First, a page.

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Wisconsin State Horticultural Society / Annual report of the Wisconsin State Horticultural Society for the year 1910
Volume XL, Part II (1910)

Wallace, Erret
Lime sulphur as a summer spray,   pp. 140-149 PDF (2.9 MB)


Page 147


WINTeR MEETING.
would cost, diluted 1 to 30, and of course the trouble of making
would cost, diluted 1 to 30, and of course the trouble of mak-
ing it is nothing, you simply dilute it. Now, if any of you
choose to go to the trouble of making a home-boiled con-
centrated solution you want to adopt some very uni-
form method for preparing the spray.  I would advise any
one to write to Pennsylvania State College for Bulletin 92,
by Prof. Stewart on the preparation of lime-sulphur. He pre-
scribes a method of preparing a home-boiled concentrated solu-
tion that will cheapen it as far as material is concerned, whether
it would cheapen it as far as work is concerned, if you
concluded to pay for the work, I cannot figure that out.
Mr. M. S. Kellogg: I would like to ask if the union of the
arsenate of lead and these other arsenicals is as complete with
the lime sulphur as with the Bordeaux mixture, is it as sym-
pathetic ?
Mr. Wallace: They seem to be a little more sympathetic be-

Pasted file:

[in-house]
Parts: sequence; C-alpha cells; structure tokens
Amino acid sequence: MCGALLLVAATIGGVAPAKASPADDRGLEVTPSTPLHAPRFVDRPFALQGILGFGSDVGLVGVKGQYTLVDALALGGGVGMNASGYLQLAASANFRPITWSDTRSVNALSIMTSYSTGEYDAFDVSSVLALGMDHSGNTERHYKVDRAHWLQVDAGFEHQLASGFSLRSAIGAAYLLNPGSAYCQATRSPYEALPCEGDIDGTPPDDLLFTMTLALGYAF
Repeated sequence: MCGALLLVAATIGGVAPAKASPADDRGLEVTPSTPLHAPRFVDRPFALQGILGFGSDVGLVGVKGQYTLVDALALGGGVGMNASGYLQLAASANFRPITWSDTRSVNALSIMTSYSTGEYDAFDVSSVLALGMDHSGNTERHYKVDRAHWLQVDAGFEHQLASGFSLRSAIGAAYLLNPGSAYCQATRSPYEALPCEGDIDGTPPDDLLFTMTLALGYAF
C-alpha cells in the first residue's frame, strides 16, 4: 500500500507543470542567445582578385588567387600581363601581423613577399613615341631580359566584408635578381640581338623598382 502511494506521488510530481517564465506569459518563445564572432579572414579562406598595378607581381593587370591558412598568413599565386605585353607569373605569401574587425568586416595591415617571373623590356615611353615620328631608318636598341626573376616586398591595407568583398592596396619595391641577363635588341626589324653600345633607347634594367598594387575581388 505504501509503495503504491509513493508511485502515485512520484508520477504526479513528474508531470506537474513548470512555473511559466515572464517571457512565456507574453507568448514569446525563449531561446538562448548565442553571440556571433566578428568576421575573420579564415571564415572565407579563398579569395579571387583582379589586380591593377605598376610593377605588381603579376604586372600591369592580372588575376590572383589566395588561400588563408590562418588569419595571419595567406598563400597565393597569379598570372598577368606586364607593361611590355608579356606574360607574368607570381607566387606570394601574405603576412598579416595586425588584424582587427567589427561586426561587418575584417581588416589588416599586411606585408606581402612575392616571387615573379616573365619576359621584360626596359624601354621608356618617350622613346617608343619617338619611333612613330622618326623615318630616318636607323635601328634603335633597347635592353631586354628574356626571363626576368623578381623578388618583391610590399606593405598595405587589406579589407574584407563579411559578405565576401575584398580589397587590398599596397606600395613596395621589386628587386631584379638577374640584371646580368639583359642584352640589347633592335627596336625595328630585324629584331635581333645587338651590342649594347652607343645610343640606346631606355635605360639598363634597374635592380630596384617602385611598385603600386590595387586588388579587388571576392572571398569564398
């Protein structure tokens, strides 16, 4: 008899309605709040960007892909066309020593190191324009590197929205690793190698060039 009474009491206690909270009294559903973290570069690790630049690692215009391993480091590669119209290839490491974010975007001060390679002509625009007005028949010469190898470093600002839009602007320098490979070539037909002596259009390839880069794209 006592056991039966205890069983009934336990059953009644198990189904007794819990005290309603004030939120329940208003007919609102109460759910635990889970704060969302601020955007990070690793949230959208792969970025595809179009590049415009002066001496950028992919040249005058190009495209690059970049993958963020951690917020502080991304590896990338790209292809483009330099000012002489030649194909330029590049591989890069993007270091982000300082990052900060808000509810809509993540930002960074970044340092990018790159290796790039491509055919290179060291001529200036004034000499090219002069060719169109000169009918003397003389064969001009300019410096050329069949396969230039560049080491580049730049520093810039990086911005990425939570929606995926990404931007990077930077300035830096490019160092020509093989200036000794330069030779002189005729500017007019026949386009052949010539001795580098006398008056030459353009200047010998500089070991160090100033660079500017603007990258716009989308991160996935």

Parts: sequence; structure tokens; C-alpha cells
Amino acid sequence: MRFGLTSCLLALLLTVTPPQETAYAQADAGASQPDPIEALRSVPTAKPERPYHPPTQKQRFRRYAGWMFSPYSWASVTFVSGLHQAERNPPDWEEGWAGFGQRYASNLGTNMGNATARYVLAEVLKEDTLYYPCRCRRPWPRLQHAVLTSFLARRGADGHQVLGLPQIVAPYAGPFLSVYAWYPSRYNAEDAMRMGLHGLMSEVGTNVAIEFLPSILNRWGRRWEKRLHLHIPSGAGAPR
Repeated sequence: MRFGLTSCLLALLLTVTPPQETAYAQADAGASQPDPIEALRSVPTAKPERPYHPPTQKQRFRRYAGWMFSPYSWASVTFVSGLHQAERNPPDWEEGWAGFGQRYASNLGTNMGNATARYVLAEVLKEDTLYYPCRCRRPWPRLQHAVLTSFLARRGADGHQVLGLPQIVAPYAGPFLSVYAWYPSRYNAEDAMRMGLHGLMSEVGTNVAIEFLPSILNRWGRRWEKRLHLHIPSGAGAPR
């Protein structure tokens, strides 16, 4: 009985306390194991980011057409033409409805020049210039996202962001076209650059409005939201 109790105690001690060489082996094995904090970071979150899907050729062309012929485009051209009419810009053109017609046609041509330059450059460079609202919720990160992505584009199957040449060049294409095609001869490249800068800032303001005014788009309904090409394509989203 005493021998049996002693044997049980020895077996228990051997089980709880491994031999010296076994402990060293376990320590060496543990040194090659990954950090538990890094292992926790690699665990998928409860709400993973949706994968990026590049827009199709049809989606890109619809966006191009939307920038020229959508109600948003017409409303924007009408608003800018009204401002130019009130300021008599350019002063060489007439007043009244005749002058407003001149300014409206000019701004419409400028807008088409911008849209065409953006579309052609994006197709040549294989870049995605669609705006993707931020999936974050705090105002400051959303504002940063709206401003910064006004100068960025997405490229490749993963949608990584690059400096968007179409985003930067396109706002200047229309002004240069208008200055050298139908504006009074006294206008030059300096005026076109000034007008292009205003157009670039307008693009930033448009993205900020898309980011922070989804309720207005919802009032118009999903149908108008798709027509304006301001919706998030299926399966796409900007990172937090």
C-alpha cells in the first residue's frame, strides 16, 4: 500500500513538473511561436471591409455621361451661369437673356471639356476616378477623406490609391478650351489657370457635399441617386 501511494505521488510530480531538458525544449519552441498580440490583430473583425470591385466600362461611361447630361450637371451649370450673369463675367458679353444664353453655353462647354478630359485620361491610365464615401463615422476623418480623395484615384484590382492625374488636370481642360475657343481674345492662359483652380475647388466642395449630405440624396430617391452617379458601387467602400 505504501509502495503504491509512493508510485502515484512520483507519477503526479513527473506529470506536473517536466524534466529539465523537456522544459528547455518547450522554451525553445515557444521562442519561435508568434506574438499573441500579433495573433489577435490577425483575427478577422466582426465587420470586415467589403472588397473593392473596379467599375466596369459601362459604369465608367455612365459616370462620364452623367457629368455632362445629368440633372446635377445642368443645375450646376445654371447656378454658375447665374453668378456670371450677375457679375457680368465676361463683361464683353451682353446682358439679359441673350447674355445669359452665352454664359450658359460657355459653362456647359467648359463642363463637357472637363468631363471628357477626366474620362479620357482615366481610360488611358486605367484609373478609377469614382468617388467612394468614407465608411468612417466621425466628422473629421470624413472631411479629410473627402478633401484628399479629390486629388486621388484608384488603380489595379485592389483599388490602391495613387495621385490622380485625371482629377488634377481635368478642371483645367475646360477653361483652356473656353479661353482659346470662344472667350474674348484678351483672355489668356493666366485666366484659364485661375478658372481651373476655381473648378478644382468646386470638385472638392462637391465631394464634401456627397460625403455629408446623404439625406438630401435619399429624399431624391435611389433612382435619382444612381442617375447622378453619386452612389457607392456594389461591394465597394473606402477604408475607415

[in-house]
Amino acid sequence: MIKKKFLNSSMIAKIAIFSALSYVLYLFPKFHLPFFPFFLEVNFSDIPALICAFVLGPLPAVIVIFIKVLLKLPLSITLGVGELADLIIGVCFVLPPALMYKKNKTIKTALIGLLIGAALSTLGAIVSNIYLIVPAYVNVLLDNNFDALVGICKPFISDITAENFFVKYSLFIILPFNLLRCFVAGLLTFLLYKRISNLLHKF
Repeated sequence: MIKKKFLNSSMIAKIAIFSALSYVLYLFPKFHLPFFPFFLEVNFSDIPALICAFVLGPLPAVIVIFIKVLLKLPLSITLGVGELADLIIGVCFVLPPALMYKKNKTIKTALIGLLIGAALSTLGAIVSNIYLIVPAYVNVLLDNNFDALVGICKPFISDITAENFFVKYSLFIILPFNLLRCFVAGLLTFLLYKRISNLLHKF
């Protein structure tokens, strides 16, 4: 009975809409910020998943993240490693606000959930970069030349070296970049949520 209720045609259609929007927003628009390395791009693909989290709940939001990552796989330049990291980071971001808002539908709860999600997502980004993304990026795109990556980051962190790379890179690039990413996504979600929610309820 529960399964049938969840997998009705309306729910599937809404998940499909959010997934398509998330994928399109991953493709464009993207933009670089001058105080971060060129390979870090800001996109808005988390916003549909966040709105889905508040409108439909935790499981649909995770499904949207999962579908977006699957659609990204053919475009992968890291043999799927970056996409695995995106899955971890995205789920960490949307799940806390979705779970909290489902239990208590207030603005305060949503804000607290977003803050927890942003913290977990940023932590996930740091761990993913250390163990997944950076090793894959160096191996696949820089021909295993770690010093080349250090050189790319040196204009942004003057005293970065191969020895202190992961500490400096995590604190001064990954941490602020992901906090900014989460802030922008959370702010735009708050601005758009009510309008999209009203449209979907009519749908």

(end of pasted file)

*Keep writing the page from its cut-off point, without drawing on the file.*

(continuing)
cause there is a chemical reaction takes place very rapidly when
you mix the two together and I said in my paper, you are not
putting arsenate of lead on your trees, but a new compound form
of the sulphates, probably some that are unknown, but all we
can say about it is that in this case and in all the cases which I
have heard reported thus far, that we have no bad results from
this chemical reaction, and the control of the codling moth has
been good.
Mr. Kellogg: Do you get the same arsenical result, the same
poisonous result?
Mr. Wallace: Well, we did this year, certainly.
Mr. Moore: I would like to ask, if you have a change in your
chemical compound, in your arsenate, whether or not there is
any danger from that becoming more soluble than the arsenate
of lead and resulting finally in the arsenical poisoning of the tree.
Mr. Wallace: That is a danger that has been predicted by
chemists, and from the theoretical standpoint there would be
danger from that point. All we can say is, thus far we have
not heard of any such a thing happening in actual practice.
Mr. Moore: Have you used them long enough to be certain ?
Mr. Wallace: No, I say, in our own case we have only used
it for the past season, but Prof. Cordley has used it for the past
two or three seasons, but as I said, there is a great deal that we
do not know about this and there is almost nothing that we are
sure of as yet.
147


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